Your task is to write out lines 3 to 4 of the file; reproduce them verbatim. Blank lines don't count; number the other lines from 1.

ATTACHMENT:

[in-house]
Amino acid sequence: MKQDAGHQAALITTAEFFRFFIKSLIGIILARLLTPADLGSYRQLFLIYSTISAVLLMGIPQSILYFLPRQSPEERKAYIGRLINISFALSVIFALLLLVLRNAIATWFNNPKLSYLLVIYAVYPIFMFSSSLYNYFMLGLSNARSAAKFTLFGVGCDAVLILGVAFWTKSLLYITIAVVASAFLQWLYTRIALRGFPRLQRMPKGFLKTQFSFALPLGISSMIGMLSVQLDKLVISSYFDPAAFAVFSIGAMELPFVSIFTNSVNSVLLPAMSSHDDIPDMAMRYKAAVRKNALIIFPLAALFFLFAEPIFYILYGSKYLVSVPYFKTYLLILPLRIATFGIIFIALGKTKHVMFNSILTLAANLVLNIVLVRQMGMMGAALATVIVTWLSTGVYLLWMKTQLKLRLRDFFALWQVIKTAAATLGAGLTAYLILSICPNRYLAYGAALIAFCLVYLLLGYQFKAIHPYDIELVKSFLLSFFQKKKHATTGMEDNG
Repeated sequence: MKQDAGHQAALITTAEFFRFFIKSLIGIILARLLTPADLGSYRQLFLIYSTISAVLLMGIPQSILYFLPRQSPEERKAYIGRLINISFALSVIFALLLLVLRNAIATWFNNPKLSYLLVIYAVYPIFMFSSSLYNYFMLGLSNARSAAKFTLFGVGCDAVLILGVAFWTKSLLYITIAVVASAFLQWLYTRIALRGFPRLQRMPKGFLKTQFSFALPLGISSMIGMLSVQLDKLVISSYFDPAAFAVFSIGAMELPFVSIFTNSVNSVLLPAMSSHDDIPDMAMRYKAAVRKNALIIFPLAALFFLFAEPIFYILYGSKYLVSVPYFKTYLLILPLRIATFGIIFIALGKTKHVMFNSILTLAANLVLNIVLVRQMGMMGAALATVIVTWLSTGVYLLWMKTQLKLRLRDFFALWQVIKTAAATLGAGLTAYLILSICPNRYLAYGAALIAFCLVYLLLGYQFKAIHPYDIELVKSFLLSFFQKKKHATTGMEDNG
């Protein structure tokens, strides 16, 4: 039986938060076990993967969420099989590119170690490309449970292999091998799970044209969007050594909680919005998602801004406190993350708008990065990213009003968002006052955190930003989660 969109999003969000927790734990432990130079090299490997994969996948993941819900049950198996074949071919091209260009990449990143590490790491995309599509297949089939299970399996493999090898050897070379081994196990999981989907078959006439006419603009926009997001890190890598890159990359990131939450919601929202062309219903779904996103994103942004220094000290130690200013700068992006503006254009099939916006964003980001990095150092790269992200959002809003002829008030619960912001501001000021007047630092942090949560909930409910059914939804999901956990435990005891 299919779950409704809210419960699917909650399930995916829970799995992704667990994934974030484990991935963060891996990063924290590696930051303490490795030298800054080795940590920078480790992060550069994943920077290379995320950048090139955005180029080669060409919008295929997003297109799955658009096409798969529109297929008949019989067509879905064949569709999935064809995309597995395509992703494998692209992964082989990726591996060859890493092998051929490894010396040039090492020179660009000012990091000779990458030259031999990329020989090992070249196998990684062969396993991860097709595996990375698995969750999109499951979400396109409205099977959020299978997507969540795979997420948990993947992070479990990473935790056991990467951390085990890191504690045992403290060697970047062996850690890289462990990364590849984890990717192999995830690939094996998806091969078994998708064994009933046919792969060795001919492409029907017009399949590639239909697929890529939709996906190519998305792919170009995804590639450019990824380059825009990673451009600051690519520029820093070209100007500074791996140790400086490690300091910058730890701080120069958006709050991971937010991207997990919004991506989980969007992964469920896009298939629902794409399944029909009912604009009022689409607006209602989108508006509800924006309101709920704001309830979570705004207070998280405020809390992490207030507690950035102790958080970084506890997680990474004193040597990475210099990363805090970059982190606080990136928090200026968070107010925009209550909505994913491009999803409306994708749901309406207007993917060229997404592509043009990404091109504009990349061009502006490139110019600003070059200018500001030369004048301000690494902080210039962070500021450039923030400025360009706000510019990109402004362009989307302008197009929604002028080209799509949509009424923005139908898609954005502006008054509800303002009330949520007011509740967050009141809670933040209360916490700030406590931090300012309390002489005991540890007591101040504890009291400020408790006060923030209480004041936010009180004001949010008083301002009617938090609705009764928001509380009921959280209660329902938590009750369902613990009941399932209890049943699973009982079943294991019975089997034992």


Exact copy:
Repeated sequence: MKQDAGHQAALITTAEFFRFFIKSLIGIILARLLTPADLGSYRQLFLIYSTISAVLLMGIPQSILYFLPRQSPEERKAYIGRLINISFALSVIFALLLLVLRNAIATWFNNPKLSYLLVIYAVYPIFMFSSSLYNYFMLGLSNARSAAKFTLFGVGCDAVLILGVAFWTKSLLYITIAVVASAFLQWLYTRIALRGFPRLQRMPKGFLKTQFSFALPLGISSMIGMLSVQLDKLVISSYFDPAAFAVFSIGAMELPFVSIFTNSVNSVLLPAMSSHDDIPDMAMRYKAAVRKNALIIFPLAALFFLFAEPIFYILYGSKYLVSVPYFKTYLLILPLRIATFGIIFIALGKTKHVMFNSILTLAANLVLNIVLVRQMGMMGAALATVIVTWLSTGVYLLWMKTQLKLRLRDFFALWQVIKTAAATLGAGLTAYLILSICPNRYLAYGAALIAFCLVYLLLGYQFKAIHPYDIELVKSFLLSFFQKKKHATTGMEDNG
């Protein structure tokens, strides 16, 4: 039986938060076990993967969420099989590119170690490309449970292999091998799970044209969007050594909680919005998602801004406190993350708008990065990213009003968002006052955190930003989660 969109999003969000927790734990432990130079090299490997994969996948993941819900049950198996074949071919091209260009990449990143590490790491995309599509297949089939299970399996493999090898050897070379081994196990999981989907078959006439006419603009926009997001890190890598890159990359990131939450919601929202062309219903779904996103994103942004220094000290130690200013700068992006503006254009099939916006964003980001990095150092790269992200959002809003002829008030619960912001501001000021007047630092942090949560909930409910059914939804999901956990435990005891 299919779950409704809210419960699917909650399930995916829970799995992704667990994934974030484990991935963060891996990063924290590696930051303490490795030298800054080795940590920078480790992060550069994943920077290379995320950048090139955005180029080669060409919008295929997003297109799955658009096409798969529109297929008949019989067509879905064949569709999935064809995309597995395509992703494998692209992964082989990726591996060859890493092998051929490894010396040039090492020179660009000012990091000779990458030259031999990329020989090992070249196998990684062969396993991860097709595996990375698995969750999109499951979400396109409205099977959020299978997507969540795979997420948990993947992070479990990473935790056991990467951390085990890191504690045992403290060697970047062996850690890289462990990364590849984890990717192999995830690939094996998806091969078994998708064994009933046919792969060795001919492409029907017009399949590639239909697929890529939709996906190519998305792919170009995804590639450019990824380059825009990673451009600051690519520029820093070209100007500074791996140790400086490690300091910058730890701080120069958006709050991971937010991207997990919004991506989980969007992964469920896009298939629902794409399944029909009912604009009022689409607006209602989108508006509800924006309101709920704001309830979570705004207070998280405020809390992490207030507690950035102790958080970084506890997680990474004193040597990475210099990363805090970059982190606080990136928090200026968070107010925009209550909505994913491009999803409306994708749901309406207007993917060229997404592509043009990404091109504009990349061009502006490139110019600003070059200018500001030369004048301000690494902080210039962070500021450039923030400025360009706000510019990109402004362009989307302008197009929604002028080209799509949509009424923005139908898609954005502006008054509800303002009330949520007011509740967050009141809670933040209360916490700030406590931090300012309390002489005991540890007591101040504890009291400020408790006060923030209480004041936010009180004001949010008083301002009617938090609705009764928001509380009921959280209660329902938590009750369902613990009941399932209890049943699973009982079943294991019975089997034992």